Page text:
Most importantly, a switch from conventional to organic would raise omega-3 fat intake without increasing calories and undesirable saturated fat. For example, half a litre of organic full fat milk (or equivalent fat intakes from other dairy products like butter and cheese) provides an estimated 16% (39 mg) of the recommended, daily intake of very long-chain omega-3, while conventional milk provides 11% (25 mg).
Other positive changes in fat profiles included lower levels of myristic and palmitic acid in organic meat and a lower omega-3/omega-6 ratio in organic milk. Higher levels of fat soluble vitamins such as vitamin E and carotenoids and 40% more CLA in organic milk were also observed.
The study showed that the more desirable fat profiles in organic milk were closely linked to outdoor grazing and low concentrate feeding in dairy diets, as prescribed by organic farming standards.
The two new systematic literature reviews also describe recently published results from several mother and child cohort studies linking organic milk and dairy product consumption to a reduced risk of certain diseases. This included reduced risks of eczema in babies.
Newcastle University's Professor Carlo Leifert, who led the studies, said:
"People choose organic milk and meat for three main reasons: improved animal welfare, the positive impacts of organic farming on the environment, and the perceived health benefits. But much less is known about impacts on nutritional quality, hence the need for this study.
"Several of these differences stem from organic livestock production and are brought about by differences in production intensity, with outdoor-reared, grass-fed animals producing milk and meat that is consistently higher in desirable fatty acids such as the omega-3s, and lower in fatty acids that can promote heart disease and other chronic diseases."
Avoiding iodine over- and under-supply from milk is a challenge
The study also found 74% more iodine in conventional milk which is important information, especially for UK consumers, where iodized table salt is not widely available.
Iodine is low in most foods, except seafood, and the World Health Organisation (WHO) recommends Iodine fortification of table salt to address this. Iodine fortification of cattle feeds is also widely used to increase iodine concentrations in both organic and conventional milk.
Gillian Butler, co-author and senior lecturer in animal nutrition at Newcastle University, explains:
"There is a relatively narrow margin between dietary Iodine deficiency (<140 µg/day) and excessive intakes (> 500 µg/day) from our diet which can lead to thyrotoxicoxis.
"Optimising iodine intake is therefore challenging, since globally there seems to be as much concern about excessive rather than inadequate intake."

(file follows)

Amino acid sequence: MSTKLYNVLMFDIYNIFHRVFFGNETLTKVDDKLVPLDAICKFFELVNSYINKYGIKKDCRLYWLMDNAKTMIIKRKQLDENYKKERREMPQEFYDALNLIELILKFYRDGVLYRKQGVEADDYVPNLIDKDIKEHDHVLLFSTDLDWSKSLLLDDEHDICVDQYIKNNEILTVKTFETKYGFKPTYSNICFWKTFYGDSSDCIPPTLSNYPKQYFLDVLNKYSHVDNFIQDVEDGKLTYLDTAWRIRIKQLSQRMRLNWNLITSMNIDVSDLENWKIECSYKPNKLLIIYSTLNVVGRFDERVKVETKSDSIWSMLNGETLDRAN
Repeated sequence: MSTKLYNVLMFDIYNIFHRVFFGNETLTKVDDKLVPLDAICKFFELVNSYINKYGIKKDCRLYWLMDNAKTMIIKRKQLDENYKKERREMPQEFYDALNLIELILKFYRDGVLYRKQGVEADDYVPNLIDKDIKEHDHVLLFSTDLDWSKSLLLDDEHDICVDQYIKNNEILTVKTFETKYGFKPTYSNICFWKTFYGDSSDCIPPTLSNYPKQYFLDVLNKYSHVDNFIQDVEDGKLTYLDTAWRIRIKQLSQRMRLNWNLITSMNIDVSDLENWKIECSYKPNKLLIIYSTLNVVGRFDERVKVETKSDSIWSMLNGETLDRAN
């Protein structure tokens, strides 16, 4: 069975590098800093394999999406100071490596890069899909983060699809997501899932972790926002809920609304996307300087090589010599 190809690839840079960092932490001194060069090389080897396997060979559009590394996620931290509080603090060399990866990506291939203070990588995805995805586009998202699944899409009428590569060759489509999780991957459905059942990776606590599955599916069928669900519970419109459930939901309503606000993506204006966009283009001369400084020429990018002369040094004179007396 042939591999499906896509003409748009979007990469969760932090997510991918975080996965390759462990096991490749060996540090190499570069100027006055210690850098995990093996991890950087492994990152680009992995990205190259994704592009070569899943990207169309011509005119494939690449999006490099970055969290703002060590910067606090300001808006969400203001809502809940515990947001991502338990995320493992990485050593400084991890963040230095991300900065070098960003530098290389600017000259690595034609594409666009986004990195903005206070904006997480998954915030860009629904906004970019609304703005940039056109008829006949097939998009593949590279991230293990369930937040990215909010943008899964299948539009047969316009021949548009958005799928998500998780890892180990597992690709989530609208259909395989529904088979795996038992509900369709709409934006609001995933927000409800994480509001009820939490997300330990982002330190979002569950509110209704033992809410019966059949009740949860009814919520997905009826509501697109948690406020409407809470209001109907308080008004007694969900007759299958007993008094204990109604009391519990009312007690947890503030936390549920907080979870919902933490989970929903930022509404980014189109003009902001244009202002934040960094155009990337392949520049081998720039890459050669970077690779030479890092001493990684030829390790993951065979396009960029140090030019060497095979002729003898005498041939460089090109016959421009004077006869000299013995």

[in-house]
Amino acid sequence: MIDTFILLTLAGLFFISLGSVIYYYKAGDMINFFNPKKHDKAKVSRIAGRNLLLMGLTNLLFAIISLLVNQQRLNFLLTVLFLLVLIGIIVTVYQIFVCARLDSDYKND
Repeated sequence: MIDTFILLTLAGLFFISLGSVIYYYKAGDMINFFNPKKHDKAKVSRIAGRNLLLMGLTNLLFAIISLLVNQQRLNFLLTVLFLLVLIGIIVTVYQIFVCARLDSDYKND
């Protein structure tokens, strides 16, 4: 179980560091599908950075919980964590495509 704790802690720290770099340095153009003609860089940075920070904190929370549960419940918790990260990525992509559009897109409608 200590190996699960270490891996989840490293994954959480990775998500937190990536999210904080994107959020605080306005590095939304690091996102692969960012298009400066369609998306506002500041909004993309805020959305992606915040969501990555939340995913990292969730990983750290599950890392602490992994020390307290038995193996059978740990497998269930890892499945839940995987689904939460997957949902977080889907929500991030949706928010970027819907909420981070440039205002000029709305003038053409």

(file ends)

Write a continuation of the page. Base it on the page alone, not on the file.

In the USA, China, Brazil and many European countries, where Iodine fortified salt is widely used, elevated levels of iodine in milk may increase the risk of excessive intake for individuals with high dairy consumption. For this reason the European Food Safety Authority (EFSA) has proposed a reduction in the permitted level of iodine in cattle feed from 5 to 2 mg iodine per kg of feed.
However, in the UK, where iodized salt is not widely available, the population relies more on milk and dairy products for adequate iodine supply. National Diet and Nutrition Survey data (NDNS) suggest that milk and dairy products supply between 31-52% of iodine in the UK diet.
The daily recommended intake of iodine in the UK is 140 µg/day and just over half comes from dietary sources other than milk/dairy products. Based on results from the study, half a litre of milk would provide 53% of and 88% of the daily recommended intake from organic and conventional milk respectively. However, pregnant and breastfeeding women have a higher iodine requirement (250 µg/day) and are therefore more at risk of iodine deficiency, which could affect neurological development in babies.
Further evidence of the health benefits of organic food
The work builds on a previous study by the team - involving experts from the UK, US, France, Italy, Switzerland, Norway and Poland - investigating the composition of organic and conventionally-grown crops.
This previous study - also published in the British Journal of Nutrition - showed that organic crops and crop-based foods are up to 60% higher in a number of key antioxidants than conventionally-grown crops and contained less of the toxic metal cadmium.